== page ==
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Where Do I Begin?

Know Your Options

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Some seniors grow old gracefully without needing much help, but many seniors experience health changes that can limit their independence and make it challenging for them to live alone safely. Chances are, you’ve come to icarevillage because you have concerns about your parents’ or loved ones’ changing needs. We have tons of valuable information and services that can help – with more cropping up every day. But where do you start? And how do you determine what’s best for your loved one’s unique situation? We can help with that, too.

The illustration below shows the different options for care, ranging from helping a person who is mostly independent to helping someone who needs medical care and assistance. Become familiar with the different terms, such as “Assisted Living” and “Skilled Nursing” so you won’t be comparing apples to oranges.

Know the Money Situation

Before you can begin making any serious decisions about your loved one’s care, you’ll need to know how much money is available. Some of these services may be covered by Medicare or Medicaid (MediCal in California) such as skilled home care, some adult day health programs, and skilled nursing care, but most are either private pay or cost sharing programs. There’s no sense looking into programs or services that are outside of the budget.

Tackling the $$ Taboo

Ideally, it’s wise to have this conversation with your parents ahead of time, but often this isn’t the case. If you’re uncertain how to bring up the topic of money -- often a taboo subject in parent-adult children relationships – Dan Taylor’s book The Parent Care Conversation offers some sound and practical tips.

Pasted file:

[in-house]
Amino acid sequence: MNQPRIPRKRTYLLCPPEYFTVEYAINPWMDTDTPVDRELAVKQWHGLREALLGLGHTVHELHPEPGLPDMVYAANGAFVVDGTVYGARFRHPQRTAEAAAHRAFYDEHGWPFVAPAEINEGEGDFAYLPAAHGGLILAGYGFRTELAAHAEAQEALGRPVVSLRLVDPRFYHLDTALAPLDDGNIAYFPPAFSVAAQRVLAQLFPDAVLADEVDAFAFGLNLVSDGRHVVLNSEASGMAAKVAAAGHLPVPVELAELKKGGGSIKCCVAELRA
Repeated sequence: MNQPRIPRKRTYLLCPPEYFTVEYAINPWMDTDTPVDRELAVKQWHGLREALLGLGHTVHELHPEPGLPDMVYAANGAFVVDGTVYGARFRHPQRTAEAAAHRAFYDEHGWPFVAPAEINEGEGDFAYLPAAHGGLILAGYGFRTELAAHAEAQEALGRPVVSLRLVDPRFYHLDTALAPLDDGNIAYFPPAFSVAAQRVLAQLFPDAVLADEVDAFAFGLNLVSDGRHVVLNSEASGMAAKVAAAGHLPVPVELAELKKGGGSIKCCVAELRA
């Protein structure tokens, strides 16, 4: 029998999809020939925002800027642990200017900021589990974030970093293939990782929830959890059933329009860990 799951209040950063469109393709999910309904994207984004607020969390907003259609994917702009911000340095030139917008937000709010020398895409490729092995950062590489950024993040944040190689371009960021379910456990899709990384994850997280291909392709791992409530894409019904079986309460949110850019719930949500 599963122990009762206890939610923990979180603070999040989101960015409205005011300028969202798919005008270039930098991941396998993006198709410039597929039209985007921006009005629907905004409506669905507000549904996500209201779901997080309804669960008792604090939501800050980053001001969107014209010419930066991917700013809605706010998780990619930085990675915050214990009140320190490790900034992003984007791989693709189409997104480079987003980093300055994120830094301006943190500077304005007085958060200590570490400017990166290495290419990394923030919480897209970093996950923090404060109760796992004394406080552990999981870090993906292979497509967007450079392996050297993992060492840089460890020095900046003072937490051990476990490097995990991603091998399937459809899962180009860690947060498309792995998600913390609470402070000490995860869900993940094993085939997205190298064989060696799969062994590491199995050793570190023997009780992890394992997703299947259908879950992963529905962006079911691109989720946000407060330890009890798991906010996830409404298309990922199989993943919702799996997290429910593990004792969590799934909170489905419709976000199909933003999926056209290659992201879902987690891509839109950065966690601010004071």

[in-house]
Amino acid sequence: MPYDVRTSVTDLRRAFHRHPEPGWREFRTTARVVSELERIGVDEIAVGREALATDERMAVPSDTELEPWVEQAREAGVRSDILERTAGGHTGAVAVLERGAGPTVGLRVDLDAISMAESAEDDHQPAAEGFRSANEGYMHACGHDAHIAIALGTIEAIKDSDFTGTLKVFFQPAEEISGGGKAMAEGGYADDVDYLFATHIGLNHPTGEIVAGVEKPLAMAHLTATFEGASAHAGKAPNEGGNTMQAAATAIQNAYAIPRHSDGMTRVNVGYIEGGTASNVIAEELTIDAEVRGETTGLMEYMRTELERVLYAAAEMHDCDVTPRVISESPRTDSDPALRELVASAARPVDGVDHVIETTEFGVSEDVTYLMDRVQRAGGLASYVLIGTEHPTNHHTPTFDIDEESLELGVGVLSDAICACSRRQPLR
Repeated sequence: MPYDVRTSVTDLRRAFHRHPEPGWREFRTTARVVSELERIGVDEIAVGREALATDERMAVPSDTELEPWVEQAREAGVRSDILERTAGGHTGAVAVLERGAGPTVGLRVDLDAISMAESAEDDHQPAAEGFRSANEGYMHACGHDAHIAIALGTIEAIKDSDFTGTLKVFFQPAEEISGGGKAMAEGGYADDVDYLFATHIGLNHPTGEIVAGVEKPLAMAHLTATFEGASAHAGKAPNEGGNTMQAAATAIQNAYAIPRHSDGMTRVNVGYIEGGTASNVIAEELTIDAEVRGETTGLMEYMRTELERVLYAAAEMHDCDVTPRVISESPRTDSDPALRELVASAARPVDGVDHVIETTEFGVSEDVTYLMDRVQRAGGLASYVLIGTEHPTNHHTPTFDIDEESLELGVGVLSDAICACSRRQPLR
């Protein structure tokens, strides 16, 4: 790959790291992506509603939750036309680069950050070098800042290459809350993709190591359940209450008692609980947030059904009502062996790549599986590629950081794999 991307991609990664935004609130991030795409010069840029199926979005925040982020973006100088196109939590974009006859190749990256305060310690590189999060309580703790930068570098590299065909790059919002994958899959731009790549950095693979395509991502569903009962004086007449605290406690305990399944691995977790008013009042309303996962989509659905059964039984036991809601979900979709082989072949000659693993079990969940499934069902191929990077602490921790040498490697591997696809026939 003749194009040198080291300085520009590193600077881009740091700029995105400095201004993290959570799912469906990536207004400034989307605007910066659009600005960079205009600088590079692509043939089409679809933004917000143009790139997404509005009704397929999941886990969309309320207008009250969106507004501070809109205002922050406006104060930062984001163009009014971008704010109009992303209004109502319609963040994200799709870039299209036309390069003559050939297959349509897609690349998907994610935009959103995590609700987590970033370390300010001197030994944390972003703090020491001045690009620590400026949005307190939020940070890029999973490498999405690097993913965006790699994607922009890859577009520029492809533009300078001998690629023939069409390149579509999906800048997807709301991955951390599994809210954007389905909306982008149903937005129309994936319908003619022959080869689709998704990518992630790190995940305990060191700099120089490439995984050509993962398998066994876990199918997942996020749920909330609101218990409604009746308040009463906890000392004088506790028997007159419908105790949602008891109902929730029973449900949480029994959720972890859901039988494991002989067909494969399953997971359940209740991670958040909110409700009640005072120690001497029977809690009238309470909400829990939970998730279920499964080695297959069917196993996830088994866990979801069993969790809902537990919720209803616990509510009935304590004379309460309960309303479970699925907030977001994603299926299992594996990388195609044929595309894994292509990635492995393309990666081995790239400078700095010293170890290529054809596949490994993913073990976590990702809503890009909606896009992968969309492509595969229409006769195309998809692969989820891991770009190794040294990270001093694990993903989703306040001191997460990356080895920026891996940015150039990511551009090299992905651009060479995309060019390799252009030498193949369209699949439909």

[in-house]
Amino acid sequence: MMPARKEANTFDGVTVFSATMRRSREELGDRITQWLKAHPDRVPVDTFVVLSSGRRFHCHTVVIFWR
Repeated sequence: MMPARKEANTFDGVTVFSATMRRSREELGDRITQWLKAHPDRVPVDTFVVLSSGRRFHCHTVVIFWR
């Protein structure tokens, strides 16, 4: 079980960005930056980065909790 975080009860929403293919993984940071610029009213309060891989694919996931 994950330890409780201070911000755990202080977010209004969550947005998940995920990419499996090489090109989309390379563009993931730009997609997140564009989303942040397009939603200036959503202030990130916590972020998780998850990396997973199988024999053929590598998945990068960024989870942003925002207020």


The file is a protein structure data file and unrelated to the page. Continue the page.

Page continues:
If your parents are not able or not willing to talk about money issues, see if you can talk to their financial advisor. Ask your parents to direct you to banking or investment statements so you can see deposits, withdrawals and balances.

Questions you’ll need to ask:

  • How much social security is received each month?
  • Is there a pension?
  • Is there long-term care insurance?
  • What other assets are available now or in the future to pay for care, should they be needed?
  • What expenses are there?

Arm Yourself with Information

Find out what is available in your area before you talk to your loved one about making changes or accepting help. The more prepared you are, the less awkward the conversation is likely to be.

Before inquiring about home care, make a list of questions that are specific to the special needs or situation of your relative. The following questions can get you started:

  • What service(s) is offered?
  • How much does the service cost?
  • Who typically uses the service? (seniors with physical challenges or memory impairment for example), staff or caregivers who provide the care, etc.
  • What training do the care providers have that qualifies them to help with your relative’s situation?
  • When is the service available: 5 days a week? 24/7? As needed?